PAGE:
Swedish snus is a moist, finely ground tobacco product usually supplied in sachets like small teabags which are placed under the upper lip.
Nicotine from snus is slowly absorbed through the lining of the mouth, delivering nicotine levels about twice as high as other nicotine replacement therapy (NRT) such as nicotine patch or gum, and similar to the levels from smoking. Studies show that the nicotine levels in the blood rise more quickly with the use of snus than from NRT, but are still slower than from smoking.
Modern snus is the most popular quitting aid in Sweden and Norway especially among men, and has been a major contributor to reducing smoking rates in those countries. The daily smoking rate in Sweden is now 5%, compared to 12.8% in Australia.
Snus is considered by scientists to be at least 90% and possibly closer to 99%, less risky than smoking. A comprehensive review of the health effects of snus in 2011 found no evidence of any significant harmful effects. In particular, there was no evidence of increased cancer, heart disease or stroke. The authors concluded that the risks associated with the use of snus were are ‘probably about 1% of that from smoking’.
The tobacco in snus is pasteurised to remove most of the tobacco toxins. In particular, snus has low levels of nitrosamines, the main cause of mouth cancer from other tobacco products. A recent review found no increased risk of mouth cancer from snus, unlike other oral tobacco products used in the US and South Asia.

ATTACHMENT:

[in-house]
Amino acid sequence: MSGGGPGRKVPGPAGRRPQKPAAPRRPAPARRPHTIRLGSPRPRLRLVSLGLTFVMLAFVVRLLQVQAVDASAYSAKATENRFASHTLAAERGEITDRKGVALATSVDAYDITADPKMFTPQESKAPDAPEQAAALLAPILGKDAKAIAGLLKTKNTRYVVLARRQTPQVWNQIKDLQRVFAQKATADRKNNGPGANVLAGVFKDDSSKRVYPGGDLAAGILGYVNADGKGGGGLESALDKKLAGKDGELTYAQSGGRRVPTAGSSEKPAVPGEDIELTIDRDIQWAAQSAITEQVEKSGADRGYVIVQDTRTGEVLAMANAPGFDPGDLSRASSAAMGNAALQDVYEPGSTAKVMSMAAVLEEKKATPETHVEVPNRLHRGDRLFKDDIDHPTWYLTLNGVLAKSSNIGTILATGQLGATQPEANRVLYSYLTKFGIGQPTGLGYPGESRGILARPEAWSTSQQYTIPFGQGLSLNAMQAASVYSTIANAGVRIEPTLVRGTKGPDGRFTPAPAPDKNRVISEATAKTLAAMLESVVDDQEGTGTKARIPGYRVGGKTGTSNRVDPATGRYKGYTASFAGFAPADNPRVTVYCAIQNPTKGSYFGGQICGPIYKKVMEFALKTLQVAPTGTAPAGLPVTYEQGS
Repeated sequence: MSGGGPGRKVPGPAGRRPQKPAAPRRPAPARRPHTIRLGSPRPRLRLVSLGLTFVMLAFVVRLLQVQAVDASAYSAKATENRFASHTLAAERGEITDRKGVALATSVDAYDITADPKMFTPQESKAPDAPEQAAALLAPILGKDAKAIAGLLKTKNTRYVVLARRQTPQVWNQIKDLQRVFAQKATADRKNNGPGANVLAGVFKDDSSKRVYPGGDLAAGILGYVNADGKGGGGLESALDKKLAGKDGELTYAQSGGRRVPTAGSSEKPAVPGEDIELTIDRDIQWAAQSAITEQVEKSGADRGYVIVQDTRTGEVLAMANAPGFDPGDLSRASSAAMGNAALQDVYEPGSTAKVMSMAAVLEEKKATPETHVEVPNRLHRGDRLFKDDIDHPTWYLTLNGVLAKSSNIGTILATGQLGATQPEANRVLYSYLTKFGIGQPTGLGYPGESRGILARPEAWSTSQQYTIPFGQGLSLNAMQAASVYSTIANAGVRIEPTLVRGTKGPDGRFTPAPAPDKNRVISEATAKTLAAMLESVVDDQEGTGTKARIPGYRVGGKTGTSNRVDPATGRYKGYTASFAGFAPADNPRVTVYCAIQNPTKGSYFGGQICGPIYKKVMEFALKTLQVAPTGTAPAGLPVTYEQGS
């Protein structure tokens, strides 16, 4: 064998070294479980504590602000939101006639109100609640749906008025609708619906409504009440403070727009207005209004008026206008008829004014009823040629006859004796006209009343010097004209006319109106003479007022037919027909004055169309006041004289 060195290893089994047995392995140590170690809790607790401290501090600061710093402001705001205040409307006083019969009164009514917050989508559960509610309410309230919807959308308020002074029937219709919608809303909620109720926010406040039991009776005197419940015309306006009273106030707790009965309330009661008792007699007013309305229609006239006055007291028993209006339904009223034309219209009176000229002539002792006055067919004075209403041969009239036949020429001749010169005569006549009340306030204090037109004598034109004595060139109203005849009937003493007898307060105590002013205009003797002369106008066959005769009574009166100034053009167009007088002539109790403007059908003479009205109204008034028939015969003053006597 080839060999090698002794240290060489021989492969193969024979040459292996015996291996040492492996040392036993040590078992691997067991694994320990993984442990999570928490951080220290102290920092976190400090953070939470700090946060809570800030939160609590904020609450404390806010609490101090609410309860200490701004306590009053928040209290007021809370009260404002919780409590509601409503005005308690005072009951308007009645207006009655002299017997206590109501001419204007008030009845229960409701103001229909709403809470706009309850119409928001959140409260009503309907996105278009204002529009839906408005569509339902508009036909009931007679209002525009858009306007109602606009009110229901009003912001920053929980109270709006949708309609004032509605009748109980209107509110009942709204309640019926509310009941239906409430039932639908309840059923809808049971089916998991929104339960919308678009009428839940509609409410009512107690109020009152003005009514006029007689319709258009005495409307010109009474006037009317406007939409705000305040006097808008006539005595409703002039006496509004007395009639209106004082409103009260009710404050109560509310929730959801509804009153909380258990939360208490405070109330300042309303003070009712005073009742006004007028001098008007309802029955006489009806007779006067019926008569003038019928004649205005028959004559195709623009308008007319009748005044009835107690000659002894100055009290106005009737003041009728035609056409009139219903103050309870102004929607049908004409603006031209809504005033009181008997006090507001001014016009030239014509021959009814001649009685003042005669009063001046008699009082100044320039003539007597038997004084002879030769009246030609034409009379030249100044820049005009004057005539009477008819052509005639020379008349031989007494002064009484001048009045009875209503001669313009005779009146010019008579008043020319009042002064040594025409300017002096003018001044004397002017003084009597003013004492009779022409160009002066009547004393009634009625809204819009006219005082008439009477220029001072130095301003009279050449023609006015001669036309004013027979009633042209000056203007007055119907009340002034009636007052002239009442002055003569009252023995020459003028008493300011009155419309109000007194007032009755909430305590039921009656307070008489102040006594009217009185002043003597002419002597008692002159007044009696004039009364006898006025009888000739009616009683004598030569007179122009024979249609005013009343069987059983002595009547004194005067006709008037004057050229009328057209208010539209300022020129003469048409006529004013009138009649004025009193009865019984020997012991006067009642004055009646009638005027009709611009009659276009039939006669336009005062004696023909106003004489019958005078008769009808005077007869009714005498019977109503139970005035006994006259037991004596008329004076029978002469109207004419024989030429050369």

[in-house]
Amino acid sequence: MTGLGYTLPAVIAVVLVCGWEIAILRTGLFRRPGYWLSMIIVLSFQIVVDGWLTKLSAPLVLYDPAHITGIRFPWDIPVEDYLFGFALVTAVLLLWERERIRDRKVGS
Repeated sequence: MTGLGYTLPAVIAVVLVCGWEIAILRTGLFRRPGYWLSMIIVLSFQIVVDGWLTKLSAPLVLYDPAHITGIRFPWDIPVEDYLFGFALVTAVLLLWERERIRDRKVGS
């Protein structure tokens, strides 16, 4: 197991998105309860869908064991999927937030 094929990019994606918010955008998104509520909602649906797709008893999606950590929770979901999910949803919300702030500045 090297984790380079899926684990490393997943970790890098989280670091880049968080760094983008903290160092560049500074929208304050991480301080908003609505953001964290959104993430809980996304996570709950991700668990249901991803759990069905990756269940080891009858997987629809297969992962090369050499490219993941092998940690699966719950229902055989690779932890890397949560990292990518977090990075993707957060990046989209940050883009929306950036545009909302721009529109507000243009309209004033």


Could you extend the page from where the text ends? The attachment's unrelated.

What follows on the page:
There were concerns that snus may increase rates of pancreatic cancer, however a comprehensive review in 2017 found no evidence for this.
Current smokers who switch to using snus rather than continuing to smoke can expect to reduce their risk of disease and death from smoking. Studies have shown that Swedish men have by far the lowest rates of lung cancer and other smoking-related disease compared to other European countries.
The Snus Commission has calculated that if snus was available in the other countries of the European Union, 355,000 lives could be saved per year among men over the age of 30 years.
This safety profile is to be expected as most of the harm from smoking comes from the thousands of toxins, carcinogens and other chemicals from burning tobacco. However, there is no combustion or smoke with the use of snus.
Snus contains nicotine which has addictive properties.
Randomised controlled trials of snus have shown it to be an effective quitting aid.
In Sweden, snus has been reported to be the most effective quitting aid when compared to nicotine replacement therapy or any other treatment. Smokers who use snus as a cessation aid have a substantially higher success rates than other therapies.
Studies in Norway have also found that daily snus use is ‘associated with a particularly high quit rates for smoking’. Both male and female smokers who used snus daily had the highest quit rates compared to those who used other methods.
However, after quitting smoking, about 2 in 3 people do continue to use snus long-term.
All smokeless tobacco products, including snus, are banned from sale in Australia. The use and supply of snus is regulated under Federal law and differently in each state and territory.
Australians are permitted to import snus for personal use but need to comply with the relevant laws and regulations in their jurisdiction. We recommend discussing your needs with your treating medical practitioner.
Clarke E et al. Snus. A compelling harm reduction alternative to cigarettes. Harm Reduction Journal 2019